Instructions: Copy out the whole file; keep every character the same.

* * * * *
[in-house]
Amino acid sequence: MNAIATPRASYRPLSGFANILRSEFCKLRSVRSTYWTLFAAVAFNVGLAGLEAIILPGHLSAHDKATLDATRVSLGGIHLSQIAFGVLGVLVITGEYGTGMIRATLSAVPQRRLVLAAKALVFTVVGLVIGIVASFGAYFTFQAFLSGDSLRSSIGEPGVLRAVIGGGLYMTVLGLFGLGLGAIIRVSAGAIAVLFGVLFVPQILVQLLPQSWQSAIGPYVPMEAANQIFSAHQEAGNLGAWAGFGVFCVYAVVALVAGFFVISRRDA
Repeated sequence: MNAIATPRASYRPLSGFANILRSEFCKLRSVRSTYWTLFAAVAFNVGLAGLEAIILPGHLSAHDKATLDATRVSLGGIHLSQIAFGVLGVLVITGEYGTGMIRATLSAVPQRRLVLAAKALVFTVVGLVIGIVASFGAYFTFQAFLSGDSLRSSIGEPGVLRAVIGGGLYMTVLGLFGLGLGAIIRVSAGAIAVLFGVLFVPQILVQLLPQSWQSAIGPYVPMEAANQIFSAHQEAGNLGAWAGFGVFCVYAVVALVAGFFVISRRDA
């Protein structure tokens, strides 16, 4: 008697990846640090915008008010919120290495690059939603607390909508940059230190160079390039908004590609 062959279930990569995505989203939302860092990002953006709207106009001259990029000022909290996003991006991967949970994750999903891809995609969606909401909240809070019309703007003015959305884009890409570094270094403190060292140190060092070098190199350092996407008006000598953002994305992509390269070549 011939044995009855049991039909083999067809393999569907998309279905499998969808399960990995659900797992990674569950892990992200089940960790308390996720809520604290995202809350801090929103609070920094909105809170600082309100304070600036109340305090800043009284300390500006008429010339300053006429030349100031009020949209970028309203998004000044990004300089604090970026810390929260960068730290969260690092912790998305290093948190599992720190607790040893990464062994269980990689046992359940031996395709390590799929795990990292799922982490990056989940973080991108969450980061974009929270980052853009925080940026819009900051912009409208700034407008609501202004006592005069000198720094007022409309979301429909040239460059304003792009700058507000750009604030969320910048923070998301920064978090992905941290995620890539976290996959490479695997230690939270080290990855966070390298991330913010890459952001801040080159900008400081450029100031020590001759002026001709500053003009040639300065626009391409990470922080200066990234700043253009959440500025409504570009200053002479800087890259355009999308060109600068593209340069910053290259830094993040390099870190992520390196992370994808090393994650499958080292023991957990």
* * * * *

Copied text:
[in-house]
Amino acid sequence: MNAIATPRASYRPLSGFANILRSEFCKLRSVRSTYWTLFAAVAFNVGLAGLEAIILPGHLSAHDKATLDATRVSLGGIHLSQIAFGVLGVLVITGEYGTGMIRATLSAVPQRRLVLAAKALVFTVVGLVIGIVASFGAYFTFQAFLSGDSLRSSIGEPGVLRAVIGGGLYMTVLGLFGLGLGAIIRVSAGAIAVLFGVLFVPQILVQLLPQSWQSAIGPYVPMEAANQIFSAHQEAGNLGAWAGFGVFCVYAVVALVAGFFVISRRDA
Repeated sequence: MNAIATPRASYRPLSGFANILRSEFCKLRSVRSTYWTLFAAVAFNVGLAGLEAIILPGHLSAHDKATLDATRVSLGGIHLSQIAFGVLGVLVITGEYGTGMIRATLSAVPQRRLVLAAKALVFTVVGLVIGIVASFGAYFTFQAFLSGDSLRSSIGEPGVLRAVIGGGLYMTVLGLFGLGLGAIIRVSAGAIAVLFGVLFVPQILVQLLPQSWQSAIGPYVPMEAANQIFSAHQEAGNLGAWAGFGVFCVYAVVALVAGFFVISRRDA
């Protein structure tokens, strides 16, 4: 008697990846640090915008008010919120290495690059939603607390909508940059230190160079390039908004590609 062959279930990569995505989203939302860092990002953006709207106009001259990029000022909290996003991006991967949970994750999903891809995609969606909401909240809070019309703007003015959305884009890409570094270094403190060292140190060092070098190199350092996407008006000598953002994305992509390269070549 011939044995009855049991039909083999067809393999569907998309279905499998969808399960990995659900797992990674569950892990992200089940960790308390996720809520604290995202809350801090929103609070920094909105809170600082309100304070600036109340305090800043009284300390500006008429010339300053006429030349100031009020949209970028309203998004000044990004300089604090970026810390929260960068730290969260690092912790998305290093948190599992720190607790040893990464062994269980990689046992359940031996395709390590799929795990990292799922982490990056989940973080991108969450980061974009929270980052853009925080940026819009900051912009409208700034407008609501202004006592005069000198720094007022409309979301429909040239460059304003792009700058507000750009604030969320910048923070998301920064978090992905941290995620890539976290996959490479695997230690939270080290990855966070390298991330913010890459952001801040080159900008400081450029100031020590001759002026001709500053003009040639300065626009391409990470922080200066990234700043253009959440500025409504570009200053002479800087890259355009999308060109600068593209340069910053290259830094993040390099870190992520390196992370994808090393994650499958080292023991957990």